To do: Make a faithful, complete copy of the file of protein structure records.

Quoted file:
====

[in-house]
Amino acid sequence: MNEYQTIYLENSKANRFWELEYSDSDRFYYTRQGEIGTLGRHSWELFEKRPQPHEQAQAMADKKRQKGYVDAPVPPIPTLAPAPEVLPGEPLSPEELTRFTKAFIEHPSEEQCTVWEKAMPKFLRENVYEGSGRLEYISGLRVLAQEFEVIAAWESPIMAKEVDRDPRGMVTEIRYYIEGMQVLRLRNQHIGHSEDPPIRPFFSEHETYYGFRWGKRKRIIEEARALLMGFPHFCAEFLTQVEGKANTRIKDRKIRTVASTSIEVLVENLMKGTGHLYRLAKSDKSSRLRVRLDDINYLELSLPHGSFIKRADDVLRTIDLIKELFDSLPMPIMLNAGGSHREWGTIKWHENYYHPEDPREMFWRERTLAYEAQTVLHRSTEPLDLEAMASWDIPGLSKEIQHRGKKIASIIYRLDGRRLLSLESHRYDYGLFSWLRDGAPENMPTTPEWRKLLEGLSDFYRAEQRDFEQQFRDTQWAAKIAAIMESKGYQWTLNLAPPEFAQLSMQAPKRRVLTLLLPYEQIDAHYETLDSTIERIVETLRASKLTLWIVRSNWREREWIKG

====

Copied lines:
[in-house]
Amino acid sequence: MNEYQTIYLENSKANRFWELEYSDSDRFYYTRQGEIGTLGRHSWELFEKRPQPHEQAQAMADKKRQKGYVDAPVPPIPTLAPAPEVLPGEPLSPEELTRFTKAFIEHPSEEQCTVWEKAMPKFLRENVYEGSGRLEYISGLRVLAQEFEVIAAWESPIMAKEVDRDPRGMVTEIRYYIEGMQVLRLRNQHIGHSEDPPIRPFFSEHETYYGFRWGKRKRIIEEARALLMGFPHFCAEFLTQVEGKANTRIKDRKIRTVASTSIEVLVENLMKGTGHLYRLAKSDKSSRLRVRLDDINYLELSLPHGSFIKRADDVLRTIDLIKELFDSLPMPIMLNAGGSHREWGTIKWHENYYHPEDPREMFWRERTLAYEAQTVLHRSTEPLDLEAMASWDIPGLSKEIQHRGKKIASIIYRLDGRRLLSLESHRYDYGLFSWLRDGAPENMPTTPEWRKLLEGLSDFYRAEQRDFEQQFRDTQWAAKIAAIMESKGYQWTLNLAPPEFAQLSMQAPKRRVLTLLLPYEQIDAHYETLDSTIERIVETLRASKLTLWIVRSNWREREWIKG